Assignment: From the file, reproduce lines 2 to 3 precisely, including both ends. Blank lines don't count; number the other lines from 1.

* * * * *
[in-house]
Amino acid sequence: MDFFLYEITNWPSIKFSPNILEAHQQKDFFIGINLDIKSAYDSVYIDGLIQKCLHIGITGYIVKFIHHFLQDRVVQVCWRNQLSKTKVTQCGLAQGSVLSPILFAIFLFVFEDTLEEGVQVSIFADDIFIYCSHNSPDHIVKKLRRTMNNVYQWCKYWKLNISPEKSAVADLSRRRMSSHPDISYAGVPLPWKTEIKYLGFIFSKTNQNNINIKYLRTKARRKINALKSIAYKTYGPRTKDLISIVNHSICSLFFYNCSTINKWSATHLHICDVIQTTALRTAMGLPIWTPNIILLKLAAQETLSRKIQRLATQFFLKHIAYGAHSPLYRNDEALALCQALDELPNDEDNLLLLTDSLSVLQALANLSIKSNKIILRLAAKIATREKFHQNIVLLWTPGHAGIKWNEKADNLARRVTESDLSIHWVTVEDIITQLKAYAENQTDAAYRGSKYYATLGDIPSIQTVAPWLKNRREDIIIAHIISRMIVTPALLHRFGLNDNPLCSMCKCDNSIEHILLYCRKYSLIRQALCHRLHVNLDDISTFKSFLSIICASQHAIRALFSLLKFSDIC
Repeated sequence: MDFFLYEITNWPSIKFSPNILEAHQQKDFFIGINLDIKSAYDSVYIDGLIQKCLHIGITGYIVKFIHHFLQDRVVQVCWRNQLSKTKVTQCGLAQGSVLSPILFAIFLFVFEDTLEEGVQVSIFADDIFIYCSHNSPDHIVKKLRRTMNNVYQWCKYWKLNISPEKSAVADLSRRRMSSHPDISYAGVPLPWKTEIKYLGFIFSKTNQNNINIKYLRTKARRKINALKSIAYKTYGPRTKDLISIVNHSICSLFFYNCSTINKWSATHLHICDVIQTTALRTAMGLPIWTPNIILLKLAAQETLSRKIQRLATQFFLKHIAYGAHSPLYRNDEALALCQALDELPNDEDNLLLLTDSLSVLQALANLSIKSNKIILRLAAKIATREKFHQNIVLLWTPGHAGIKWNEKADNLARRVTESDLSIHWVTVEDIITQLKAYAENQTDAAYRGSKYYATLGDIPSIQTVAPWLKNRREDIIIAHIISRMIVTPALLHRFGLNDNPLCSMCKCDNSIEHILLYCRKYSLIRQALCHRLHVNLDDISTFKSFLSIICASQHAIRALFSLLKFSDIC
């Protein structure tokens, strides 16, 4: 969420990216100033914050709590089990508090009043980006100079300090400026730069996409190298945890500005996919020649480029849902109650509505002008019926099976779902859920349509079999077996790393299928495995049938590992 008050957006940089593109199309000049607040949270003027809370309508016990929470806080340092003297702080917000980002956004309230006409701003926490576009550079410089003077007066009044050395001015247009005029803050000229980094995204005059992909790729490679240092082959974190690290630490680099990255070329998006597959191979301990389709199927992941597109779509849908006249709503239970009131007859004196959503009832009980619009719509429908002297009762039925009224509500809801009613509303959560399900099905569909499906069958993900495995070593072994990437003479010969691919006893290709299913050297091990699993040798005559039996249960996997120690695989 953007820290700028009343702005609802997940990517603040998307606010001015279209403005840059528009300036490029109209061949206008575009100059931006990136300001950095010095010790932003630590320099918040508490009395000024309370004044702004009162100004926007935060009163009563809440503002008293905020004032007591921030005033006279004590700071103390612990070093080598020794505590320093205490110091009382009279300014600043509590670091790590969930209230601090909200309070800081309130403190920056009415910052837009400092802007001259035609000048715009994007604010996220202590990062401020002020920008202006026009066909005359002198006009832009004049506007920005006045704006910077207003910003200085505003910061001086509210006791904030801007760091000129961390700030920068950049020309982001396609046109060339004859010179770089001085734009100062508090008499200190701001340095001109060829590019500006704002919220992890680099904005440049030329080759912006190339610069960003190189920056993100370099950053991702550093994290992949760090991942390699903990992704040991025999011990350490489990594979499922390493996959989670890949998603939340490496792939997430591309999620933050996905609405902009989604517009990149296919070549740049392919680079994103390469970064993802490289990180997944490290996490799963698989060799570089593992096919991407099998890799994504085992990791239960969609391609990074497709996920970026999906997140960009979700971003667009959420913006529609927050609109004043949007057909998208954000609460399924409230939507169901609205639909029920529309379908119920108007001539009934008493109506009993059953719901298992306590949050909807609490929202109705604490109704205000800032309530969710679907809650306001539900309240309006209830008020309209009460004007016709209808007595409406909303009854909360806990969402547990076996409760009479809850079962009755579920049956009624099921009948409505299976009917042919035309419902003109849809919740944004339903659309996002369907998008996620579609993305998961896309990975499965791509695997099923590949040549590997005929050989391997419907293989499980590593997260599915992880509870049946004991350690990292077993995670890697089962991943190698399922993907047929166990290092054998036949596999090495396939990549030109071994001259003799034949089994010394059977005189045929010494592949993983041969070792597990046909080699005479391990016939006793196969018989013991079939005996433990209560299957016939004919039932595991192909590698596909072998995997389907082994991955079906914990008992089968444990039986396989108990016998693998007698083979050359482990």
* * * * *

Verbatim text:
Amino acid sequence: MDFFLYEITNWPSIKFSPNILEAHQQKDFFIGINLDIKSAYDSVYIDGLIQKCLHIGITGYIVKFIHHFLQDRVVQVCWRNQLSKTKVTQCGLAQGSVLSPILFAIFLFVFEDTLEEGVQVSIFADDIFIYCSHNSPDHIVKKLRRTMNNVYQWCKYWKLNISPEKSAVADLSRRRMSSHPDISYAGVPLPWKTEIKYLGFIFSKTNQNNINIKYLRTKARRKINALKSIAYKTYGPRTKDLISIVNHSICSLFFYNCSTINKWSATHLHICDVIQTTALRTAMGLPIWTPNIILLKLAAQETLSRKIQRLATQFFLKHIAYGAHSPLYRNDEALALCQALDELPNDEDNLLLLTDSLSVLQALANLSIKSNKIILRLAAKIATREKFHQNIVLLWTPGHAGIKWNEKADNLARRVTESDLSIHWVTVEDIITQLKAYAENQTDAAYRGSKYYATLGDIPSIQTVAPWLKNRREDIIIAHIISRMIVTPALLHRFGLNDNPLCSMCKCDNSIEHILLYCRKYSLIRQALCHRLHVNLDDISTFKSFLSIICASQHAIRALFSLLKFSDIC
Repeated sequence: MDFFLYEITNWPSIKFSPNILEAHQQKDFFIGINLDIKSAYDSVYIDGLIQKCLHIGITGYIVKFIHHFLQDRVVQVCWRNQLSKTKVTQCGLAQGSVLSPILFAIFLFVFEDTLEEGVQVSIFADDIFIYCSHNSPDHIVKKLRRTMNNVYQWCKYWKLNISPEKSAVADLSRRRMSSHPDISYAGVPLPWKTEIKYLGFIFSKTNQNNINIKYLRTKARRKINALKSIAYKTYGPRTKDLISIVNHSICSLFFYNCSTINKWSATHLHICDVIQTTALRTAMGLPIWTPNIILLKLAAQETLSRKIQRLATQFFLKHIAYGAHSPLYRNDEALALCQALDELPNDEDNLLLLTDSLSVLQALANLSIKSNKIILRLAAKIATREKFHQNIVLLWTPGHAGIKWNEKADNLARRVTESDLSIHWVTVEDIITQLKAYAENQTDAAYRGSKYYATLGDIPSIQTVAPWLKNRREDIIIAHIISRMIVTPALLHRFGLNDNPLCSMCKCDNSIEHILLYCRKYSLIRQALCHRLHVNLDDISTFKSFLSIICASQHAIRALFSLLKFSDIC